Also, in a sequential search of a sorted array, you must examine the entire array if an item is not present in the array. I think this is false because if you list is sorted {1, 2, 4, 5, 6, 7, 8} and you wanted to find 3. You would stop after making comparing 3 with 4 since it is a sorted array, 3 will not be found above 4. Am I right??

Conrado Sanchez wrote:A binary search is usually slower than a sequential search on sorted array of data. Is there a definite answer to this question. I feel like it depends on the size of the array. If you have a sorted array that's big, then a binary search would be faster than a sequential search. If you have a sorted array that's small, then it'll be better to use the sequential array. What do you think?

The worst case of a sequential search is larger than the worst case of a binary search for arrays that aren't tiny. But tiny is very small. Even with three elements, the worst case of a binary search is smaller than the worst case of a sequential search. At that size, ti is too small to matter though.

Conrado Sanchez wrote:Also, in a sequential search of a sorted array, you must examine the entire array if an item is not present in the array. I think this is false because if you list is sorted {1, 2, 4, 5, 6, 7, 8} and you wanted to find 3. You would stop after making comparing 3 with 4 since it is a sorted array, 3 will not be found above 4. Am I right??

That is correct. You know early on that the element isn't there and stop looking.

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I wouldn't agree.Conrado Sanchez wrote:A binary search is usually slower than a sequential search on sorted array of data.

Binary search runs in O(logn) time complexity, where linear search runs in O(n). Defining the runtime, always being taken worst case scenario. Based on that knowledge, you could state opposite to your statement.

But there are more factors which needs to be taken into account. Is array sorted or not, how big it is and so on. Also it depends on application needs.

Let's see what other opinions you'll get.

Also, remember that people talk about either average or worst case performance time. You could always get lucky and find a match on the first element.

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You would have to iterate the whole list to confirm it is sorted by value before you would know to stop at 3. So I do not think that solution would work.Conrado Sanchez wrote:. . . if you list is sorted {1, 2, 4, 5, 6, 7, 8} and you wanted to find 3. You would stop after making comparing 3 with 4 since it is a sorted array, 3 will not be found above 4. Am I right??

A binary search runs in O(log

*n*) time, but the better sorting algorithms run in O(

*n*log

*n*) time. If you have a 1000000 element list which you are searching once, it is quicker to do a linear search. Remember

*log*₂1000000 ≅ 20. You might be able to do several linear searches in the same time as one sorting and one binary search. You will only notice an improvement for binary search if you search repeatedly. The exact performance depends on the sorting algorithm and the relative complexity of the equals and comparison methods and is difficult to predict.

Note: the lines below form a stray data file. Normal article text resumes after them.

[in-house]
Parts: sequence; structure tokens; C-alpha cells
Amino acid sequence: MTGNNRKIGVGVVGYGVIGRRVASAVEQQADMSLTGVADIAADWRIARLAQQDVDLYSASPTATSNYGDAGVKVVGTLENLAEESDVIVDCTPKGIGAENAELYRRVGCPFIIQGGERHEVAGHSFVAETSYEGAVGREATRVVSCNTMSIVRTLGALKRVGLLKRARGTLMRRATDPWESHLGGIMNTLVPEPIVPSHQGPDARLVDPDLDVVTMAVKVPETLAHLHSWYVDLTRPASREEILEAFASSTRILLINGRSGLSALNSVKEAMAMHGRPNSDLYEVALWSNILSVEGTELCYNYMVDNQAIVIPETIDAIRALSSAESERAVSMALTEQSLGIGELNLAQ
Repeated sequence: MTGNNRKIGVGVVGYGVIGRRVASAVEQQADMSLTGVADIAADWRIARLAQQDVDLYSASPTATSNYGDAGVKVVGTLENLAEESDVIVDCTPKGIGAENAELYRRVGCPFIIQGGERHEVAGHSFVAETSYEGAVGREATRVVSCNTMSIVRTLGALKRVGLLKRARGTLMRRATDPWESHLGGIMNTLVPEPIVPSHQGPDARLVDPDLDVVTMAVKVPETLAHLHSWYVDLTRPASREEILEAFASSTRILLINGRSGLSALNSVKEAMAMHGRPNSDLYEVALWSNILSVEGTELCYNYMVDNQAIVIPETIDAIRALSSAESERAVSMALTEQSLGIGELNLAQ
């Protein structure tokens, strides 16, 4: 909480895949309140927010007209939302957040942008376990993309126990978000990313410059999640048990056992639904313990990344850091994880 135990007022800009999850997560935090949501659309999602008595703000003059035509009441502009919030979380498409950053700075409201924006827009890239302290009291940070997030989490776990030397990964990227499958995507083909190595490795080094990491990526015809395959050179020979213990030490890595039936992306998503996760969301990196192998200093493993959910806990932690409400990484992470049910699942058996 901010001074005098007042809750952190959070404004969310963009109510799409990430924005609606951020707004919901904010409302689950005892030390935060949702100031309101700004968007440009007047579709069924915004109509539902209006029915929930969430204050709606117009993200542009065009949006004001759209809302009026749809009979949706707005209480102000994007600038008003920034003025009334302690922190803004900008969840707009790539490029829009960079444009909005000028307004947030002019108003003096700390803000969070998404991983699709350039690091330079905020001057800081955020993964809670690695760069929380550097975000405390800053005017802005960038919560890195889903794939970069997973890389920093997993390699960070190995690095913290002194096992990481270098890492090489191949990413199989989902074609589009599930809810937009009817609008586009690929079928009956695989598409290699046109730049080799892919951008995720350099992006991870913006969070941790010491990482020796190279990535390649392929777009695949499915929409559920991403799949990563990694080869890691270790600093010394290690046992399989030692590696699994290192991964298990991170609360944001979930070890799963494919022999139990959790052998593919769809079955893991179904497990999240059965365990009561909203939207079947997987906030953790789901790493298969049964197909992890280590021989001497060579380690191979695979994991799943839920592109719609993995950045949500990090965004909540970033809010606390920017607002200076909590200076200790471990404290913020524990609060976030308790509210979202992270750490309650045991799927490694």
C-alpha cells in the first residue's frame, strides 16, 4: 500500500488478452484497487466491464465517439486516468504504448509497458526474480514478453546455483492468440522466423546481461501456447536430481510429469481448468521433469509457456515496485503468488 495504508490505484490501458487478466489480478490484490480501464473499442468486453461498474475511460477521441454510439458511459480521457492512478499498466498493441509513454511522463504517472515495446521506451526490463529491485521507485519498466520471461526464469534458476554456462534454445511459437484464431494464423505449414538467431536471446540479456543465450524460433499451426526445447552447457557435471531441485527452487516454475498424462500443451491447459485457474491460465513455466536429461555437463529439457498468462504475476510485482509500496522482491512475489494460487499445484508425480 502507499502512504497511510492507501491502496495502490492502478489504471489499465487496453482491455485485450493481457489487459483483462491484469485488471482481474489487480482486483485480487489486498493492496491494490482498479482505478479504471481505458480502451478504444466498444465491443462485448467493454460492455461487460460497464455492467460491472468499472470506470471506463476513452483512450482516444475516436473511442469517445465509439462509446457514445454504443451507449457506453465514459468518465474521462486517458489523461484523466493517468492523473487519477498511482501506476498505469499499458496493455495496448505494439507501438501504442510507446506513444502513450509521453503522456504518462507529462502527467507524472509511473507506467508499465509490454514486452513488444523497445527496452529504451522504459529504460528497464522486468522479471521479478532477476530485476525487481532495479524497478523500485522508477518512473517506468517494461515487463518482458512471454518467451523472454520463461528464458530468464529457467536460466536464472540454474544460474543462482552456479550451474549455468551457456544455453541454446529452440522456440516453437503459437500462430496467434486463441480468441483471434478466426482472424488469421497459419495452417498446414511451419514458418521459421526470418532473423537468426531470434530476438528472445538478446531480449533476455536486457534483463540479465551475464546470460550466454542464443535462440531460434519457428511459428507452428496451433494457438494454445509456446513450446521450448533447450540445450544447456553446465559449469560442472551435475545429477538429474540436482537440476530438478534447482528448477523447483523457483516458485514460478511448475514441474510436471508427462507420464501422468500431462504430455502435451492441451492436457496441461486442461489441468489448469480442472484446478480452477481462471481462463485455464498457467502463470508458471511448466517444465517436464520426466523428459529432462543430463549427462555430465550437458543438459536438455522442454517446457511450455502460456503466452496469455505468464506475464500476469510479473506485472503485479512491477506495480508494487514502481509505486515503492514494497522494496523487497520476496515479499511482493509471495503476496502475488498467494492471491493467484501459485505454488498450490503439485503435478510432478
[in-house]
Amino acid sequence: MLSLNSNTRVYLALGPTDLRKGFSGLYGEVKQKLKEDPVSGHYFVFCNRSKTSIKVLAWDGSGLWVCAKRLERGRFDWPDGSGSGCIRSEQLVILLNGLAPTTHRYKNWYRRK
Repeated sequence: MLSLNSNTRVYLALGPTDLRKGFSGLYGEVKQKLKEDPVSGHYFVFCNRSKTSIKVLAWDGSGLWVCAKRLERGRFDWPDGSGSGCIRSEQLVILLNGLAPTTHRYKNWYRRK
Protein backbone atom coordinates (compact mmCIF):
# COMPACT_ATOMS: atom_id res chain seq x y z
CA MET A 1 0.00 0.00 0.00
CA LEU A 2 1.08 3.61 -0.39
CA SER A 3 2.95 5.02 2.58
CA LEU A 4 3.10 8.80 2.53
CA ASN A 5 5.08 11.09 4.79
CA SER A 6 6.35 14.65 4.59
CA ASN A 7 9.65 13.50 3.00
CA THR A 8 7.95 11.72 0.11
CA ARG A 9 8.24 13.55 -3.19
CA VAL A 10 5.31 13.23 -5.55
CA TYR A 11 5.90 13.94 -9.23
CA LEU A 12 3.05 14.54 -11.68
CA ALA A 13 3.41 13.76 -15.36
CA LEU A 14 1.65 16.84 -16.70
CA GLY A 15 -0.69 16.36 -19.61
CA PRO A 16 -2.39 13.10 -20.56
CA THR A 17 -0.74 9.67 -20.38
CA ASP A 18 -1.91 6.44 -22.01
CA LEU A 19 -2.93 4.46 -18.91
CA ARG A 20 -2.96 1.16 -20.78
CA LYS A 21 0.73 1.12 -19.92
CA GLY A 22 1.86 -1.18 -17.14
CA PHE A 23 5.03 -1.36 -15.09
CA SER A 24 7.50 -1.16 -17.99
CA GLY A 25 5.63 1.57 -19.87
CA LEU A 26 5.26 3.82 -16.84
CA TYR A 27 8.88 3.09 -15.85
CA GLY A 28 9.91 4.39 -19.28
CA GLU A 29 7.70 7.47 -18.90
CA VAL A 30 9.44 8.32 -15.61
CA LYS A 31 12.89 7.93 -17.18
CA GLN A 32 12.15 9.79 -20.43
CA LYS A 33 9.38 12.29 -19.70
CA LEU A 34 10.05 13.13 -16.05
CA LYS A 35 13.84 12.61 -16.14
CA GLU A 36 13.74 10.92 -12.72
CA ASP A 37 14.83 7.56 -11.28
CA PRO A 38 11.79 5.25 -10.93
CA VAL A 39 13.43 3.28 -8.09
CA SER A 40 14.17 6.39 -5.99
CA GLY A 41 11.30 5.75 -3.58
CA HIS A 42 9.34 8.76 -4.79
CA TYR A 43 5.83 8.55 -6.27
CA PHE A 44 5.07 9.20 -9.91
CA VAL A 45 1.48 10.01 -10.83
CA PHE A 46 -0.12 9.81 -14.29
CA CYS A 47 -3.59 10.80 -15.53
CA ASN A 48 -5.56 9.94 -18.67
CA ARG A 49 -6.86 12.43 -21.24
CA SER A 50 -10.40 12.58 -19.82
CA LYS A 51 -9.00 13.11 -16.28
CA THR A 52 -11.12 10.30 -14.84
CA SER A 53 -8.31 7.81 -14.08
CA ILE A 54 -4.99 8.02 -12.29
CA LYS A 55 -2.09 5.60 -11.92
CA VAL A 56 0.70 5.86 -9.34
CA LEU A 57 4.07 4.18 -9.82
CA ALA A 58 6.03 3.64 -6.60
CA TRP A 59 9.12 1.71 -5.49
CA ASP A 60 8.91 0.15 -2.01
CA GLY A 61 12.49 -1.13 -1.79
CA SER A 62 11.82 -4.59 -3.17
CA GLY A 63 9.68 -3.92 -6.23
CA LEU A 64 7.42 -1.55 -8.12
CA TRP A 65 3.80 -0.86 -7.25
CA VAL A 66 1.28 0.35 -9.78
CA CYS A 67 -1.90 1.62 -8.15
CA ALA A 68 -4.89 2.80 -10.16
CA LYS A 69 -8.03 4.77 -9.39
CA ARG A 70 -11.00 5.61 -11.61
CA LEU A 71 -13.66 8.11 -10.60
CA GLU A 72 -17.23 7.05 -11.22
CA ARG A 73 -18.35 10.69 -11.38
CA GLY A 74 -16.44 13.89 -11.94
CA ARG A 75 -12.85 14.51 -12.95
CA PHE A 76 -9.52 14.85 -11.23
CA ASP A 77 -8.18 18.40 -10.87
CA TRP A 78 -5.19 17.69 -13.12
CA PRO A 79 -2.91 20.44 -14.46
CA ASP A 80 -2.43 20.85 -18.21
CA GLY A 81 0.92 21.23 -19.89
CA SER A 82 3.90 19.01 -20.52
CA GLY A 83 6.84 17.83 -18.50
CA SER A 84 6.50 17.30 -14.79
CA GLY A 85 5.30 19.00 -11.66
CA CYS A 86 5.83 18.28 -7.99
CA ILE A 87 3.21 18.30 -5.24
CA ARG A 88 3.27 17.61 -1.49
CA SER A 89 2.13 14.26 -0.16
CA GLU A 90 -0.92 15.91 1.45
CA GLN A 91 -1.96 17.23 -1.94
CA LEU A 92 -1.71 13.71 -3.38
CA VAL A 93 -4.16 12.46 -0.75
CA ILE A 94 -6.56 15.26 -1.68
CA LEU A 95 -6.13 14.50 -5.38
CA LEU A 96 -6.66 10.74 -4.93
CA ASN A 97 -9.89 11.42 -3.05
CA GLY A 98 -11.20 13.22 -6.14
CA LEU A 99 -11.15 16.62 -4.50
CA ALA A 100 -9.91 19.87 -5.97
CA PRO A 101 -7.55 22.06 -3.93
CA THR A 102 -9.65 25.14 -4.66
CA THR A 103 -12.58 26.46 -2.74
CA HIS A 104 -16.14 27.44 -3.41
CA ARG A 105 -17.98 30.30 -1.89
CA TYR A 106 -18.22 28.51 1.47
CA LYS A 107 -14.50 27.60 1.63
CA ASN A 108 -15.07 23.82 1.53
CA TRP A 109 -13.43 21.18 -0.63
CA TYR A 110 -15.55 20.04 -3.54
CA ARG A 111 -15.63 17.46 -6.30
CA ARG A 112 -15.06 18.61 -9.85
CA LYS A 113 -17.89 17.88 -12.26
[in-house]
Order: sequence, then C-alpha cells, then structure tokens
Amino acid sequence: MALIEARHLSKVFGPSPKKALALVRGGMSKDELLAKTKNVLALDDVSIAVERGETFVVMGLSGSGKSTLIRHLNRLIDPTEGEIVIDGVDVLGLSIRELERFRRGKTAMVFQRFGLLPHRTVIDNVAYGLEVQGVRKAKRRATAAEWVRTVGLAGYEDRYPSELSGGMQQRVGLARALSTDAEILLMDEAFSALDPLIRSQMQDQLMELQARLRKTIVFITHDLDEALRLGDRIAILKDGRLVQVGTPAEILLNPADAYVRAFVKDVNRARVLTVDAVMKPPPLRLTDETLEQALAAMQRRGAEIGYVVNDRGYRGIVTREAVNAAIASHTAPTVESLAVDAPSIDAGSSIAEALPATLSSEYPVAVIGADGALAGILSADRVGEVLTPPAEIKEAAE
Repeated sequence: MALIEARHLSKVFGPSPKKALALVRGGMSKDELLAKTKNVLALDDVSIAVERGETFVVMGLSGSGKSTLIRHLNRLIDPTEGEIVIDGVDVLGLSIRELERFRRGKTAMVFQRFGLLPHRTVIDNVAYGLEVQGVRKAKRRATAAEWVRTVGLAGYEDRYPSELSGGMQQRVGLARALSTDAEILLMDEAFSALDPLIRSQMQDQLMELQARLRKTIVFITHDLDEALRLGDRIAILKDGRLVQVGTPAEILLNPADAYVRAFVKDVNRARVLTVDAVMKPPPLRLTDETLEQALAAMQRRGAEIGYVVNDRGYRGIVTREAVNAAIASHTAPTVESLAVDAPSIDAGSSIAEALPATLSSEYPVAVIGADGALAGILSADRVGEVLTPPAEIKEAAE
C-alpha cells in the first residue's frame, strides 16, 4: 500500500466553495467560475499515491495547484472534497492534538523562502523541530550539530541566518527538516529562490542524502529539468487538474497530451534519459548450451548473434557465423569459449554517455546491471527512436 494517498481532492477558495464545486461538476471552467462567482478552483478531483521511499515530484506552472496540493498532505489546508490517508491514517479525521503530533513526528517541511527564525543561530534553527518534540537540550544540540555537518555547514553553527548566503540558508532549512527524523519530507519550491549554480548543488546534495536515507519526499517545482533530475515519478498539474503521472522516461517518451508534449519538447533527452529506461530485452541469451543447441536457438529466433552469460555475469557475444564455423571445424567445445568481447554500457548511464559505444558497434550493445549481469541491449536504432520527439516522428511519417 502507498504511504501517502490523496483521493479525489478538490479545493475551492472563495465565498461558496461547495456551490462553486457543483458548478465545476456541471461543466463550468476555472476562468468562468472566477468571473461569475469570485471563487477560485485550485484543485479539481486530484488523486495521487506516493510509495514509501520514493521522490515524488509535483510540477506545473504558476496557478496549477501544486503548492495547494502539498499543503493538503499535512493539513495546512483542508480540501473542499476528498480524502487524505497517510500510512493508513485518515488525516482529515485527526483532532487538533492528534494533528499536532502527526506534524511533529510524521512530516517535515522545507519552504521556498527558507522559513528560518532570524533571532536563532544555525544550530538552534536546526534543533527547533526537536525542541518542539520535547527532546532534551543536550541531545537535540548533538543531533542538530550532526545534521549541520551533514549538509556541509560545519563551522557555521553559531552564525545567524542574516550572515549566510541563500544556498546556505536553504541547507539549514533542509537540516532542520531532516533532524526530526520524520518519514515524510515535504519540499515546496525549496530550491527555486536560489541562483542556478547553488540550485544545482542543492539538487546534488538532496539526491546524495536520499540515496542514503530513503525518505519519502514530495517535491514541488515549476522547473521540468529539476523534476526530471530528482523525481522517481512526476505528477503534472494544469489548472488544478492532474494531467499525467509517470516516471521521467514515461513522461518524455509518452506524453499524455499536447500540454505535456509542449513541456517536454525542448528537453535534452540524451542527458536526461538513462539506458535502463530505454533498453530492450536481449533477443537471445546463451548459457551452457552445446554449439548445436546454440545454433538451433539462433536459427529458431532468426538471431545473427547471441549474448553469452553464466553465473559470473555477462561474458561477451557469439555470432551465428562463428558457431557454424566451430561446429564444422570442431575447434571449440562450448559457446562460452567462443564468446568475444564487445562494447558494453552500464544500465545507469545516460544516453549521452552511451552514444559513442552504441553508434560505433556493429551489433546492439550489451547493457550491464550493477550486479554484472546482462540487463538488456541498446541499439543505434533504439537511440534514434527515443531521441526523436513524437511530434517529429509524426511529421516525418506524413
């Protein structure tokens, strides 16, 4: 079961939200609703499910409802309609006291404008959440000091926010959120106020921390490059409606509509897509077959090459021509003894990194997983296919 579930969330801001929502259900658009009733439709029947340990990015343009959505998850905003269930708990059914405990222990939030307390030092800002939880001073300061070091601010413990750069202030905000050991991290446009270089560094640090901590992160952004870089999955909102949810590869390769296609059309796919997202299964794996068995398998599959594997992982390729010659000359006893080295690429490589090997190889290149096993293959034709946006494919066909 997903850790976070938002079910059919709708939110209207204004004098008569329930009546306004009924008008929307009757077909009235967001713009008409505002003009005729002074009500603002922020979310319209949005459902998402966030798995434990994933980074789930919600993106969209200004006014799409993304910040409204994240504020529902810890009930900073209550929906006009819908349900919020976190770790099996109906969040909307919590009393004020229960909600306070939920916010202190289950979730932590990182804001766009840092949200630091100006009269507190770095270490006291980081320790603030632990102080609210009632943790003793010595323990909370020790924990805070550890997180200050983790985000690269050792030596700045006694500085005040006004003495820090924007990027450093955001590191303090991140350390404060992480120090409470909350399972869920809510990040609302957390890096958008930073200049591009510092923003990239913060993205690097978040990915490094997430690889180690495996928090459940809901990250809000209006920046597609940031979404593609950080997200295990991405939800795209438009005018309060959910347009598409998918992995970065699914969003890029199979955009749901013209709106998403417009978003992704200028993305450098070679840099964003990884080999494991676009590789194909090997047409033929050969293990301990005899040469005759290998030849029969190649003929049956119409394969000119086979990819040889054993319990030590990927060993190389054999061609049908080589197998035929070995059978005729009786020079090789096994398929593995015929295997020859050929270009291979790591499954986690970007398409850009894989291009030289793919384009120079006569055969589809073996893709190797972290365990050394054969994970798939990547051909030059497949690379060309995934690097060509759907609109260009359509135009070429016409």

Conrado Sanchez wrote:Is there a definite answer to this question.

Without knowing the

__exact__amount of time each comparison takes,

*and*the amount of time it takes to calculate a "midpoint" for each iteration of your binary search: No.

A general rule of thumb is that for up to ≈8 items, a sequential search is often just as quick, but even that is entirely dependant on how long each comparison takes.

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Campbell Ritchie wrote:You would have to iterate the whole list to confirm it is sorted by value before you would know to stop at 3. So I do not think that solution would work.Conrado Sanchez wrote:. . . if you list is sorted {1, 2, 4, 5, 6, 7, 8} and you wanted to find 3. You would stop after making comparing 3 with 4 since it is a sorted array, 3 will not be found above 4. Am I right??

I think we can assume the list is sorted for this discussion. Otherwise, you'd need to iterate the whole list to confirm it is sorted for binary search to which defeats the purpose.

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What I'm trying to say is that discussing the performance of binary vs sequential search only makes sense if the list is sorted.

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There's no one-size-fits-all solution. You try and determine what the characteristics of the data being searched will be and adapt algorithms accordingly. And, bear in mind that in this era of cheap machines and expensive people, that at some stage the cost of human optimizing is likely to become more than the savings from running that much faster, so the absolutely fastest algorithm may not be a desirable goal, but simply getting an algorithm that's "good enough".

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